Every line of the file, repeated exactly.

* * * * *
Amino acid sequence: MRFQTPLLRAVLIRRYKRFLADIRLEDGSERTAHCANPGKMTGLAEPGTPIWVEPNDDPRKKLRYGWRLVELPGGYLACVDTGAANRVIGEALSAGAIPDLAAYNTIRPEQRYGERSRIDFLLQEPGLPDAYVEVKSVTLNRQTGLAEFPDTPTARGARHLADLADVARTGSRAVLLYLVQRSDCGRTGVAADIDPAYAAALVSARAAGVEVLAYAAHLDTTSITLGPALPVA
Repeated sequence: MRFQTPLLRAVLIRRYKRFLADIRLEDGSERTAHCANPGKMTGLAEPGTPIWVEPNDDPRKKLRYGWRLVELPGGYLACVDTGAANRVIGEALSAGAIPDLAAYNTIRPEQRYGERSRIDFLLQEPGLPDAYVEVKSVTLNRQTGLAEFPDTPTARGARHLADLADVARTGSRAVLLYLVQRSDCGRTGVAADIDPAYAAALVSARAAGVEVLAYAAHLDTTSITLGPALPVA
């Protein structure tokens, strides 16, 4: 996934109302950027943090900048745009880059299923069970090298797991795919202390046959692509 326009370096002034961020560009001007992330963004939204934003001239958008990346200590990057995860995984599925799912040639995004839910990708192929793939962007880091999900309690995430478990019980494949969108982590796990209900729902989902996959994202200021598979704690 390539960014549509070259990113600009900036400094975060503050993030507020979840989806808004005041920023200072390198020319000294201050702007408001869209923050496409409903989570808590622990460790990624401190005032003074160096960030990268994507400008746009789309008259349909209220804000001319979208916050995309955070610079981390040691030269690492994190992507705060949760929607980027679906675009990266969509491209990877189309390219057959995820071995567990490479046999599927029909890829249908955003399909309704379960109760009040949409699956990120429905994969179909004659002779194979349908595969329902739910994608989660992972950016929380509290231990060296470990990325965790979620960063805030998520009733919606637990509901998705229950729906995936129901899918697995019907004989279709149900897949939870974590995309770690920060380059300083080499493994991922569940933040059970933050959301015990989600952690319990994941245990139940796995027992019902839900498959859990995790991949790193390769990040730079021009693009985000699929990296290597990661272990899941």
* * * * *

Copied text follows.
Amino acid sequence: MRFQTPLLRAVLIRRYKRFLADIRLEDGSERTAHCANPGKMTGLAEPGTPIWVEPNDDPRKKLRYGWRLVELPGGYLACVDTGAANRVIGEALSAGAIPDLAAYNTIRPEQRYGERSRIDFLLQEPGLPDAYVEVKSVTLNRQTGLAEFPDTPTARGARHLADLADVARTGSRAVLLYLVQRSDCGRTGVAADIDPAYAAALVSARAAGVEVLAYAAHLDTTSITLGPALPVA
Repeated sequence: MRFQTPLLRAVLIRRYKRFLADIRLEDGSERTAHCANPGKMTGLAEPGTPIWVEPNDDPRKKLRYGWRLVELPGGYLACVDTGAANRVIGEALSAGAIPDLAAYNTIRPEQRYGERSRIDFLLQEPGLPDAYVEVKSVTLNRQTGLAEFPDTPTARGARHLADLADVARTGSRAVLLYLVQRSDCGRTGVAADIDPAYAAALVSARAAGVEVLAYAAHLDTTSITLGPALPVA
């Protein structure tokens, strides 16, 4: 996934109302950027943090900048745009880059299923069970090298797991795919202390046959692509 326009370096002034961020560009001007992330963004939204934003001239958008990346200590990057995860995984599925799912040639995004839910990708192929793939962007880091999900309690995430478990019980494949969108982590796990209900729902989902996959994202200021598979704690 390539960014549509070259990113600009900036400094975060503050993030507020979840989806808004005041920023200072390198020319000294201050702007408001869209923050496409409903989570808590622990460790990624401190005032003074160096960030990268994507400008746009789309008259349909209220804000001319979208916050995309955070610079981390040691030269690492994190992507705060949760929607980027679906675009990266969509491209990877189309390219057959995820071995567990490479046999599927029909890829249908955003399909309704379960109760009040949409699956990120429905994969179909004659002779194979349908595969329902739910994608989660992972950016929380509290231990060296470990990325965790979620960063805030998520009733919606637990509901998705229950729906995936129901899918697995019907004989279709149900897949939870974590995309770690920060380059300083080499493994991922569940933040059970933050959301015990989600952690319990994941245990139940796995027992019902839900498959859990995790991949790193390769990040730079021009693009985000699929990296290597990661272990899941």